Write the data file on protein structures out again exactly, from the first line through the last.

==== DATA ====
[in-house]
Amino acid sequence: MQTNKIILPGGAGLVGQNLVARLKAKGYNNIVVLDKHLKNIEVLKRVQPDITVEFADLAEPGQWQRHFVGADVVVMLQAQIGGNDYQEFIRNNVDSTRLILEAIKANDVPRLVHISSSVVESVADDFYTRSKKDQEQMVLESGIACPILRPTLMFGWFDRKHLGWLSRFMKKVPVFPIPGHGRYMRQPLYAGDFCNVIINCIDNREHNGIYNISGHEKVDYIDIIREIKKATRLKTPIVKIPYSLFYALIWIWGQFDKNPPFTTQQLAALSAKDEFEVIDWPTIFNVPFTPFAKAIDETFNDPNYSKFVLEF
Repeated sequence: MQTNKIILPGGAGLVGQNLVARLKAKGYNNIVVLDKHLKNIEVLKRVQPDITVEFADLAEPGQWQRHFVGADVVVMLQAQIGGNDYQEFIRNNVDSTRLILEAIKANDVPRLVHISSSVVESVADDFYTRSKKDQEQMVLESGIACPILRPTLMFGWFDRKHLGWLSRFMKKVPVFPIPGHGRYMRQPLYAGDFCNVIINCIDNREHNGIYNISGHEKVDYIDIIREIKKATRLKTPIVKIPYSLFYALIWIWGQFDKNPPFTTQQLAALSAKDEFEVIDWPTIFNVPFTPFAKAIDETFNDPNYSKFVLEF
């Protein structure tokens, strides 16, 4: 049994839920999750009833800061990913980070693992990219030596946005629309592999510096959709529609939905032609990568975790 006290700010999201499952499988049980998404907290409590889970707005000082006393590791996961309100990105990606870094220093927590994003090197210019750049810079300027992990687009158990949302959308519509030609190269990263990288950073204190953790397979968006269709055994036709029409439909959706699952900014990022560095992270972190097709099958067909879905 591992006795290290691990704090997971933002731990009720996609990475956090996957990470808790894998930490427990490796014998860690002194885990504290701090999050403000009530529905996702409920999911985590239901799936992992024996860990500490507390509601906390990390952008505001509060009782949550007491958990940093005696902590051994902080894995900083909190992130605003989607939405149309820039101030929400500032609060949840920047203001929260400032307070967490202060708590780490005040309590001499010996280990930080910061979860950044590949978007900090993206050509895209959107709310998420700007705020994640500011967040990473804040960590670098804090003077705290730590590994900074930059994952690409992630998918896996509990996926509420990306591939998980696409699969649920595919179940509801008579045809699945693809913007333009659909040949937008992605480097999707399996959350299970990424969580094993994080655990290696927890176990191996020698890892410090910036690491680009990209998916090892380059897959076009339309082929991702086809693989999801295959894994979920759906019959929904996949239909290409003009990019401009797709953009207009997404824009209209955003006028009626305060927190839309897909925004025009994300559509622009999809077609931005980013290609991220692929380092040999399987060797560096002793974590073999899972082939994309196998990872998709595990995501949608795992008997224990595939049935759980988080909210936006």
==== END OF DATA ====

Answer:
[in-house]
Amino acid sequence: MQTNKIILPGGAGLVGQNLVARLKAKGYNNIVVLDKHLKNIEVLKRVQPDITVEFADLAEPGQWQRHFVGADVVVMLQAQIGGNDYQEFIRNNVDSTRLILEAIKANDVPRLVHISSSVVESVADDFYTRSKKDQEQMVLESGIACPILRPTLMFGWFDRKHLGWLSRFMKKVPVFPIPGHGRYMRQPLYAGDFCNVIINCIDNREHNGIYNISGHEKVDYIDIIREIKKATRLKTPIVKIPYSLFYALIWIWGQFDKNPPFTTQQLAALSAKDEFEVIDWPTIFNVPFTPFAKAIDETFNDPNYSKFVLEF
Repeated sequence: MQTNKIILPGGAGLVGQNLVARLKAKGYNNIVVLDKHLKNIEVLKRVQPDITVEFADLAEPGQWQRHFVGADVVVMLQAQIGGNDYQEFIRNNVDSTRLILEAIKANDVPRLVHISSSVVESVADDFYTRSKKDQEQMVLESGIACPILRPTLMFGWFDRKHLGWLSRFMKKVPVFPIPGHGRYMRQPLYAGDFCNVIINCIDNREHNGIYNISGHEKVDYIDIIREIKKATRLKTPIVKIPYSLFYALIWIWGQFDKNPPFTTQQLAALSAKDEFEVIDWPTIFNVPFTPFAKAIDETFNDPNYSKFVLEF
């Protein structure tokens, strides 16, 4: 049994839920999750009833800061990913980070693992990219030596946005629309592999510096959709529609939905032609990568975790 006290700010999201499952499988049980998404907290409590889970707005000082006393590791996961309100990105990606870094220093927590994003090197210019750049810079300027992990687009158990949302959308519509030609190269990263990288950073204190953790397979968006269709055994036709029409439909959706699952900014990022560095992270972190097709099958067909879905 591992006795290290691990704090997971933002731990009720996609990475956090996957990470808790894998930490427990490796014998860690002194885990504290701090999050403000009530529905996702409920999911985590239901799936992992024996860990500490507390509601906390990390952008505001509060009782949550007491958990940093005696902590051994902080894995900083909190992130605003989607939405149309820039101030929400500032609060949840920047203001929260400032307070967490202060708590780490005040309590001499010996280990930080910061979860950044590949978007900090993206050509895209959107709310998420700007705020994640500011967040990473804040960590670098804090003077705290730590590994900074930059994952690409992630998918896996509990996926509420990306591939998980696409699969649920595919179940509801008579045809699945693809913007333009659909040949937008992605480097999707399996959350299970990424969580094993994080655990290696927890176990191996020698890892410090910036690491680009990209998916090892380059897959076009339309082929991702086809693989999801295959894994979920759906019959929904996949239909290409003009990019401009797709953009207009997404824009209209955003006028009626305060927190839309897909925004025009994300559509622009999809077609931005980013290609991220692929380092040999399987060797560096002793974590073999899972082939994309196998990872998709595990995501949608795992008997224990595939049935759980988080909210936006």